principal merchants is not a property holder in the settlement. He owns a
home and property in an adjoining State. The principal additions to the rank
of merchants comes from prosperous, energetic farmers who have improved
their places, lease to tenants, and remove to town for business, educational
and social advantages.*

Athens, Ga. More than three years ago in a suburban section of Athens,
Ga., a meeting was held for giving the farmers a practical talk. It was sug
gested that they organize into an association. This met with approval, and
an organization known as the Mutual Benefit Association was formed. The
object of this organization was the buying of land, the building and improve
ment of homes, and the construction of a model community school.

At cotton selling time in the fall of 1900 more than a hundred dollars was
placed in the treasury. It may be added that the number of active members
had been reduced to ten because certain ones did not have sufficient funds to
put in. It happened about this time that a very desirable tract of land was
offered for sale for debt. This tract contained 40 acres of frontage along the
public highway, and had a house which though antiquated was serviceable.
The titles were investigated and by the middle of December the transaction
was closed. The amount charged for the place was $350. The bond for title
was secured for $100 and the other amounts were to be made in three payments
with legal interest. Three years were given in which to pay this money, but
these energetic farmers succeeded in paying the entire debt in two years. For
the second payment, December, 1901, $112.50 was raised and last of all $167, with
which the deed was taken up. In addition to this last amount, enough money
was raised to take up, the following January, another place which adjoined
the one previously purchased, t

The Kowaliga experiment has been mentioned. t Other efforts are
making at Tuskegee, Ala., Hilton Head, S. C., and elsewhere.

A remarkable Negro organization is the following:

The Farmers Improvement Society of Texas. Chartered by the State of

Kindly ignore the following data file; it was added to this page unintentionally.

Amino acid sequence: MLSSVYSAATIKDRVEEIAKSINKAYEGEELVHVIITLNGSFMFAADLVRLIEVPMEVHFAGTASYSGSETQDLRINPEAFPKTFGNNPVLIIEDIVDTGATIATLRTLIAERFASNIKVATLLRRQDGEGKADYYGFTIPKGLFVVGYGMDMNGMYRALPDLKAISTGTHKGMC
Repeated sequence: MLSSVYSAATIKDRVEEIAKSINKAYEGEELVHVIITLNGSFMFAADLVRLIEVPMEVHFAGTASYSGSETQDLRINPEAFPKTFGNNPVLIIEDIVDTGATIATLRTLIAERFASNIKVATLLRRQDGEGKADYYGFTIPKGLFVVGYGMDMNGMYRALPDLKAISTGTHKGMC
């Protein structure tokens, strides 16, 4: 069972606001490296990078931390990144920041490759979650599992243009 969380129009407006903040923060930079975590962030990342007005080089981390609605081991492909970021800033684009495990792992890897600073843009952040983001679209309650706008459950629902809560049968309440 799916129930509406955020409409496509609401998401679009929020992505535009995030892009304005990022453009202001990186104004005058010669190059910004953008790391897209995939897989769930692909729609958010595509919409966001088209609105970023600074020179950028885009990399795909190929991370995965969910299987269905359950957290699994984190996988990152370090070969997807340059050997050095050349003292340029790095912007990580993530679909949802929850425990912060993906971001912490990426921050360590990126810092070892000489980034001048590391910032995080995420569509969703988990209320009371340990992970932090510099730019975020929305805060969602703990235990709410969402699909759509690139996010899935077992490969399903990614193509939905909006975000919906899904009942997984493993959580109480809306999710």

Total number of branches 415

Total number of members 1(),()00

Total number of acres owned by members. . . 70,216

Number of cows 5,216

Number of horses and mules 9,860

Total taxable valuation of members property $1,260,427

We Pledge Our Members

1st. To fight the credit or mortgage system, which is the Negro s second

2d. To improve our method of farming, we want closer attention to busi
ness, improved stock, better crops and better financial returns.

3d. To co-operate in buying and selling. We can buy cheaper by buying
together. By selling together we can sell higher. By co-operation, stores can
be established and manufactories built and our boys and girls given employ

* National Negro Business League, 1905, pp. 184-5.
t Report of Miss Judia Jackson at the Hampton Conference. } Cf. p. 162.

Co-operative Business 173

4th. To care for the sick and bury the dead. In this the Farmers Improve
ment Society excels any organization on earth for the amount of money ex
pended. For instance: Any branch, no matter how small, can at the end of
the first year give $1.50 a week for sickness and $20 for death, if you organize
early enough in the year to follow the General Order No. 6. All this at a cost
of only 10 cents per month. By sending only $1.05 to the Annual Convocation
you will give your heirs as much as $100. Besides this you will be cared for in
sickness as tenderly as though you were paying 75 cents or more per month,
the usual cost in other societies. A man occasionally gets down at a critical